8 things you need to know about low alcohol and no alcohol beers 

8 things you need to know about low and no alcohol beers

1. They taste amazing

Don’t believe us? Order the award-winning Stout from Big Drop Brewing Co, a silky smooth, unctuous stout, with intensely roasted coffee aromas with a milky chocolate finish. Prefer a hoppy pale ale? Then it is BrewDog’s Nanny State, a beer that defies the equation that alcohol = flavour. Infinite Session Pale is another hop forward beer, and with the malt balance to back it up.    

2. They are healthy…

As well as being low in alcohol, these beers are also isotonic (read this great story about German Winer Olympians in the New York Times here). You’ll recognise the word from sports drinks, and like them, they offer up energy and nutrients, as well as water. It’s also a good source of antioxidants, magnesium and soluble fibre. And unlike many sports drinks, they don’t have stuff like sodium nitrate, aspartame and beta-carotene, just malt, hops, water and yeast. Low alcohol beers also usually have significantly few calories, often less than half, than full alcohol beers. No wonder that in Germany they are sold as sports drinks 

3. There’s loads of choice

You’re no longer limited to a certain German low-alcohol beer that can, ahem, give you the blues. These days you can get [deep breath] stouts, wheat beers, lagers, sours, IPAs, pale ales, and even a Berliner Weisse, and a classic Kölsch from Früh. At Beer Hawk alone we have low or no alcohol beers from a dozen breweries.  

4. Low-alcohol and alcohol-free means different things

According to DrinkAware, in the UK, ‘low alcohol’ beers have an alcoholic strength by volume (ABV) of between 0.5% and 1.2%. ‘Alcohol-free’ beers are those with an ABV of 0.05% or less. ‘Non-alcoholic’ drinks mean no alcohol at all, such as sodas.  

5. They’re brewed in different ways, and they’re not all equal

There are two main ways to limit the alcohol in beer while still leaving a liquid that tastes like beer. The first is to restrict the fermentation of the beer. This, in turn, can be done in several ways: by stopping the fermentation by cooling the beer, by controlling the fermentable sugars in the wort (the malty liquid that is fermented) or by mashing in at temperatures that the malt doesn’t like. However, the problem with these methods is that the flavours may not fully develop or characteristics that are usually removed through fermentation remain. A second method, and most common for modern breweries, is to remove the alcohol from fully fermented beers through evaporation in a vacuum (that doesn’t lose the flavours), reverse osmosis or dialysis.  

6. Low and no alcohol beers are big business

In Spain, low alcohol beers make up more than 10% of the whole market. In the UK, it hasn’t even bothered 0.5% of the market, but given the investment by the big brands such as Heineken, Guinness and Budweiser as well as the expansion of German breweries into the UK market as well as homegrown breweries, we’re likely to see this increase.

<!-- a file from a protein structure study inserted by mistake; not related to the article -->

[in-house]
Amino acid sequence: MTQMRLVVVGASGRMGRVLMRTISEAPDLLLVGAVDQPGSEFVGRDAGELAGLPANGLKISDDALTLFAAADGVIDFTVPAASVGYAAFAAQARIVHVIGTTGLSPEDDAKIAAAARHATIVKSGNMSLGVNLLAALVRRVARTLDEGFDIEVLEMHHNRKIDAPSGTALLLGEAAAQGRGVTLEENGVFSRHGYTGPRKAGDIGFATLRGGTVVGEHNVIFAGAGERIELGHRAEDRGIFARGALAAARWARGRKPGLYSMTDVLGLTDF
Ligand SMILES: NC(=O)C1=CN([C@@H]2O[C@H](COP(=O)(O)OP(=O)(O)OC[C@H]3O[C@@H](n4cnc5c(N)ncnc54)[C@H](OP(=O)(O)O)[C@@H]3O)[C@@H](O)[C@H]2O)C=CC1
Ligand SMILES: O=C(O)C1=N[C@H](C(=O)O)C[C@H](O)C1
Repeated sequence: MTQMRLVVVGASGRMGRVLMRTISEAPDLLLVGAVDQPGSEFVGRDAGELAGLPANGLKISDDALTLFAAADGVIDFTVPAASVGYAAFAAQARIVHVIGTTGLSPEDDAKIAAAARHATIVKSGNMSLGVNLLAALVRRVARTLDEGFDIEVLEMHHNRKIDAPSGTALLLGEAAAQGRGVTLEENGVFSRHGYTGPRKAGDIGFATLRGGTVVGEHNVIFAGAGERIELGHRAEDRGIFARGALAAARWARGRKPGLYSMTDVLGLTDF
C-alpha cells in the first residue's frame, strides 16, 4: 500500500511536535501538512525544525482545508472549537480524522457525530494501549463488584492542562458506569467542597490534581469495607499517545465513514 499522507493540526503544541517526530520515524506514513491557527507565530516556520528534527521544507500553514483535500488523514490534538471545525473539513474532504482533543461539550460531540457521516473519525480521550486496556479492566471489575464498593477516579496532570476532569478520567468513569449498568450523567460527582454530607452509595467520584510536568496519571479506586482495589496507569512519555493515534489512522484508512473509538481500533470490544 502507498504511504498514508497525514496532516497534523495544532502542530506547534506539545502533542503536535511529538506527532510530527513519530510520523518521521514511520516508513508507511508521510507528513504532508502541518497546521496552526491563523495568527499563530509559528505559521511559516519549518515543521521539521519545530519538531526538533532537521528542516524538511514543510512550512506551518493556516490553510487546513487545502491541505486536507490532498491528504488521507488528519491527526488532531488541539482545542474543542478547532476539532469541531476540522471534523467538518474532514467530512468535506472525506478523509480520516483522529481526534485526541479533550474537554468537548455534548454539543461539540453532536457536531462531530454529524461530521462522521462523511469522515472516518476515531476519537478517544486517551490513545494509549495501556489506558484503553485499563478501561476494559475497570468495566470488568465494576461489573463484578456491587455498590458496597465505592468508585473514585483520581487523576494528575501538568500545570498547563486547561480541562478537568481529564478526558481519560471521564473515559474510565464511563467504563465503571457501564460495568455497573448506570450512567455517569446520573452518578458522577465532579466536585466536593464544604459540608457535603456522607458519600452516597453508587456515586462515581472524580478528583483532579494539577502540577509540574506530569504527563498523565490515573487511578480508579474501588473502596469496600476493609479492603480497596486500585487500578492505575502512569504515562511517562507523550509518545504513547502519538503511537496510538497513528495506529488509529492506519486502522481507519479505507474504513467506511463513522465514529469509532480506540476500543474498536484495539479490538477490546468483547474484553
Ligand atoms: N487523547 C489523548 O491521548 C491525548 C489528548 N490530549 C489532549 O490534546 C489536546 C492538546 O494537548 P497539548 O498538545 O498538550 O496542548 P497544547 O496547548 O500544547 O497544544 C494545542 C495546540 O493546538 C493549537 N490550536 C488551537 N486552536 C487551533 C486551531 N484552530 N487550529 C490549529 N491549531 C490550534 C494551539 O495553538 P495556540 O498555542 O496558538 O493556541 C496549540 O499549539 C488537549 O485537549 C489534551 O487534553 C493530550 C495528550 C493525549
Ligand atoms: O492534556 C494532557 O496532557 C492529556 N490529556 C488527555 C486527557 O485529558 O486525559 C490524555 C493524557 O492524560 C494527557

7. More people are drinking less alcohol

More than three million people took part in dry January this year. Non-alcohol beer sales rose by 19% between 2016 and 2017 according to Kantar Worldpanel, and low alcohol beers regularly top Beer Hawk’s best seller list. The number of people who don’t drink alcohol, especially 16-24-year-olds, has increased by 7% between 2005 and 2016.  

8. Low alcohol beer has always been popular

Everyone used to drink beer, even children, up to the 19th century. They didn’t know it was because of the heating or boiling that killed the nasties, or the fact  fermentation also helps, but small beer or table beer was drunk by everyone. It was probably less than 1%. Eton and Winchester schools had their own breweries for this.  

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FIVE TO TRY

Yep, another list. But these are our favourite low/no alcohol beers. 

1. Big Drop Lager

Aromas of cracker, light honey and pepper this lager is crisp, balanced with a suitable level of bitterness to ensure it has a dry, refreshing bite.

2. BrewDog Nanny State

This 0.5% ABV offering will appeal to lovers of BrewDog's characteristic style, using Cascade, Columbus, Centennial, Simcoe and Amarillo hops. With a light, bitter body and flavours of citrus and pine, Nanny State is a refreshing low alcohol option. 

3. Infinite Session Pale

A juicy, tropical American pale ale which is full bodied and packed with aroma. Pale combines a smooth six-grain body, tropical New World hops and a refreshing bitter flavour. 36 kcals a bottle.

4. Mikkeller Hallo, Ich bin: Berliner Weisse

A low-alcohol version of a Berliner Weisse, a slightly tart German style from the cult brewery. 

5. Schneider Tap 3 Mein Alkoholfreies

Isotonic thirst-quencher energizes with 100% wheat beer taste at less than 0,5% alcohol. 

We've hand-picked our favourite alcohol-free beers for this epic mixed case, giving you the perfect chance to try some new brands and find out which you like best.